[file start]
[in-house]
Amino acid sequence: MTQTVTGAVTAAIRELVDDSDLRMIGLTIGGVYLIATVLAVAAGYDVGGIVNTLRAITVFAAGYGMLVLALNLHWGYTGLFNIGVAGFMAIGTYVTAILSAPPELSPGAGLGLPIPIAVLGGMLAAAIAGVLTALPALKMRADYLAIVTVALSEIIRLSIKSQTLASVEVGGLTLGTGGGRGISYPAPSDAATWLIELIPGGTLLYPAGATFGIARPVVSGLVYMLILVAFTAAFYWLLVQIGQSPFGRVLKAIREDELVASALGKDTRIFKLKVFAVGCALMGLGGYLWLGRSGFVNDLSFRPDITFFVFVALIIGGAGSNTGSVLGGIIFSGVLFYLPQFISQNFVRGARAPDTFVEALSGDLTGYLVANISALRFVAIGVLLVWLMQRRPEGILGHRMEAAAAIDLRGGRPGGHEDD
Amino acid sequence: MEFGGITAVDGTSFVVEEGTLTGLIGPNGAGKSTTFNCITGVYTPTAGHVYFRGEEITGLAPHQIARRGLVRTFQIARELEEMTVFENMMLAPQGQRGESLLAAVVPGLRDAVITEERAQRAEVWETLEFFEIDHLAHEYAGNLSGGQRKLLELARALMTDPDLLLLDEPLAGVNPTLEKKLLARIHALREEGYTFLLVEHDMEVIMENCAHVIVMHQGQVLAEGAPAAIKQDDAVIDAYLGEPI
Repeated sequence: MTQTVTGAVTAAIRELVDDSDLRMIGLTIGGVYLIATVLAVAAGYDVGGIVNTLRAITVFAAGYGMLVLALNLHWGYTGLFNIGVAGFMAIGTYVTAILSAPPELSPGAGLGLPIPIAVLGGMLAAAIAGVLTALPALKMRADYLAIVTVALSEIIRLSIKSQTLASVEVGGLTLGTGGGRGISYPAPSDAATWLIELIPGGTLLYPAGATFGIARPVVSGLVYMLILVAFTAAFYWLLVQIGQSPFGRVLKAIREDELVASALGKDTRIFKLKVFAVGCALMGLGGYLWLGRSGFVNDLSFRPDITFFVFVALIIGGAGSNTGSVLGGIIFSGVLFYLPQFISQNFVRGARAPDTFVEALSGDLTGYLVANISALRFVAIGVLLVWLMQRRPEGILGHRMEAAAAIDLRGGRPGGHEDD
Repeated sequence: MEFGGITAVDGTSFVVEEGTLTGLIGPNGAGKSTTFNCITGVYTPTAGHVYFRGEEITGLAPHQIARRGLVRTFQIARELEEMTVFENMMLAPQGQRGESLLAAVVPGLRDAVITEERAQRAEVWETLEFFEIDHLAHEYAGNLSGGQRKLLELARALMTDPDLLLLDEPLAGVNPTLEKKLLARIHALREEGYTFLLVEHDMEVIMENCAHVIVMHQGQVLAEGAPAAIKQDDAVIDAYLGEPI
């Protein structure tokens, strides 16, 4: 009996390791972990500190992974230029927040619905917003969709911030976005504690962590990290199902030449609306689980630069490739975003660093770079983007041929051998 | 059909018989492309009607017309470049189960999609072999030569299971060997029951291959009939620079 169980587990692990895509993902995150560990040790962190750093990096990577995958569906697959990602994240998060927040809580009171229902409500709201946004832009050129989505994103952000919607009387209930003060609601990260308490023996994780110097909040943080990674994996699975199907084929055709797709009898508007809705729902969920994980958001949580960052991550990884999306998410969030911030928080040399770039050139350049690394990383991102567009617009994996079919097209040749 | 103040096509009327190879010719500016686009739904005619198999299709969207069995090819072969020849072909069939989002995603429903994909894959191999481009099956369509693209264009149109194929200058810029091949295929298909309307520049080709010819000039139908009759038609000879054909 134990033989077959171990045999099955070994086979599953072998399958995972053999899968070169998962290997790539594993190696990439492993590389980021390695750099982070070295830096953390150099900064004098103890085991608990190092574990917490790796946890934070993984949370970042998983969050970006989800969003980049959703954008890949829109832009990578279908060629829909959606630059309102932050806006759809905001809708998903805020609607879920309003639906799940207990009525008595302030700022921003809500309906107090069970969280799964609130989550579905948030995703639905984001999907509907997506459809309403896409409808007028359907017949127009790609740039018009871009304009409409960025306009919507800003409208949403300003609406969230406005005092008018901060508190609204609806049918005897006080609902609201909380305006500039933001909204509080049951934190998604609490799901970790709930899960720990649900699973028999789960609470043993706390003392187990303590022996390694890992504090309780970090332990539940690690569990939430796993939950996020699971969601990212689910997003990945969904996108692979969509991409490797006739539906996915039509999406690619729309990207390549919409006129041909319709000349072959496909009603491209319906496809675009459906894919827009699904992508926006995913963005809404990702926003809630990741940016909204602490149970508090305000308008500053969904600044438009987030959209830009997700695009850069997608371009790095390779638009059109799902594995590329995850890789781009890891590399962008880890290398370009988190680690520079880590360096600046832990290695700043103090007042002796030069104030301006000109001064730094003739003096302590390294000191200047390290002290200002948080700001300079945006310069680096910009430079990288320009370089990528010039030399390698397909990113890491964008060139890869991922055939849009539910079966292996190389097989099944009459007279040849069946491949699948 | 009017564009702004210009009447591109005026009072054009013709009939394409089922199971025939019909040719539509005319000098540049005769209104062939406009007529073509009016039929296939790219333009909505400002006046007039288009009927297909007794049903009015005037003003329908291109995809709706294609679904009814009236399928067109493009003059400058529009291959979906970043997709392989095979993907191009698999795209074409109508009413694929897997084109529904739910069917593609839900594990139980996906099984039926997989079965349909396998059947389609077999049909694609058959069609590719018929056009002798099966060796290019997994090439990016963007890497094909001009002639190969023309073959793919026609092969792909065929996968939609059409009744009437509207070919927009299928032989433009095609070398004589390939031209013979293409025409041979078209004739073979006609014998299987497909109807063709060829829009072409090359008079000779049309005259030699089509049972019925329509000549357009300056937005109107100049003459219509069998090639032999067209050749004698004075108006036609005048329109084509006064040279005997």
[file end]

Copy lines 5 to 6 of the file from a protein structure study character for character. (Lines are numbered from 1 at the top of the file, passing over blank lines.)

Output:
Repeated sequence: MEFGGITAVDGTSFVVEEGTLTGLIGPNGAGKSTTFNCITGVYTPTAGHVYFRGEEITGLAPHQIARRGLVRTFQIARELEEMTVFENMMLAPQGQRGESLLAAVVPGLRDAVITEERAQRAEVWETLEFFEIDHLAHEYAGNLSGGQRKLLELARALMTDPDLLLLDEPLAGVNPTLEKKLLARIHALREEGYTFLLVEHDMEVIMENCAHVIVMHQGQVLAEGAPAAIKQDDAVIDAYLGEPI
């Protein structure tokens, strides 16, 4: 009996390791972990500190992974230029927040619905917003969709911030976005504690962590990290199902030449609306689980630069490739975003660093770079983007041929051998 | 059909018989492309009607017309470049189960999609072999030569299971060997029951291959009939620079 169980587990692990895509993902995150560990040790962190750093990096990577995958569906697959990602994240998060927040809580009171229902409500709201946004832009050129989505994103952000919607009387209930003060609601990260308490023996994780110097909040943080990674994996699975199907084929055709797709009898508007809705729902969920994980958001949580960052991550990884999306998410969030911030928080040399770039050139350049690394990383991102567009617009994996079919097209040749 | 103040096509009327190879010719500016686009739904005619198999299709969207069995090819072969020849072909069939989002995603429903994909894959191999481009099956369509693209264009149109194929200058810029091949295929298909309307520049080709010819000039139908009759038609000879054909 134990033989077959171990045999099955070994086979599953072998399958995972053999899968070169998962290997790539594993190696990439492993590389980021390695750099982070070295830096953390150099900064004098103890085991608990190092574990917490790796946890934070993984949370970042998983969050970006989800969003980049959703954008890949829109832009990578279908060629829909959606630059309102932050806006759809905001809708998903805020609607879920309003639906799940207990009525008595302030700022921003809500309906107090069970969280799964609130989550579905948030995703639905984001999907509907997506459809309403896409409808007028359907017949127009790609740039018009871009304009409409960025306009919507800003409208949403300003609406969230406005005092008018901060508190609204609806049918005897006080609902609201909380305006500039933001909204509080049951934190998604609490799901970790709930899960720990649900699973028999789960609470043993706390003392187990303590022996390694890992504090309780970090332990539940690690569990939430796993939950996020699971969601990212689910997003990945969904996108692979969509991409490797006739539906996915039509999406690619729309990207390549919409006129041909319709000349072959496909009603491209319906496809675009459906894919827009699904992508926006995913963005809404990702926003809630990741940016909204602490149970508090305000308008500053969904600044438009987030959209830009997700695009850069997608371009790095390779638009059109799902594995590329995850890789781009890891590399962008880890290398370009988190680690520079880590360096600046832990290695700043103090007042002796030069104030301006000109001064730094003739003096302590390294000191200047390290002290200002948080700001300079945006310069680096910009430079990288320009370089990528010039030399390698397909990113890491964008060139890869991922055939849009539910079966292996190389097989099944009459007279040849069946491949699948 | 009017564009702004210009009447591109005026009072054009013709009939394409089922199971025939019909040719539509005319000098540049005769209104062939406009007529073509009016039929296939790219333009909505400002006046007039288009009927297909007794049903009015005037003003329908291109995809709706294609679904009814009236399928067109493009003059400058529009291959979906970043997709392989095979993907191009698999795209074409109508009413694929897997084109529904739910069917593609839900594990139980996906099984039926997989079965349909396998059947389609077999049909694609058959069609590719018929056009002798099966060796290019997994090439990016963007890497094909001009002639190969023309073959793919026609092969792909065929996968939609059409009744009437509207070919927009299928032989433009095609070398004589390939031209013979293409025409041979078209004739073979006609014998299987497909109807063709060829829009072409090359008079000779049309005259030699089509049972019925329509000549357009300056937005109107100049003459219509069998090639032999067209050749004698004075108006036609005048329109084509006064040279005997």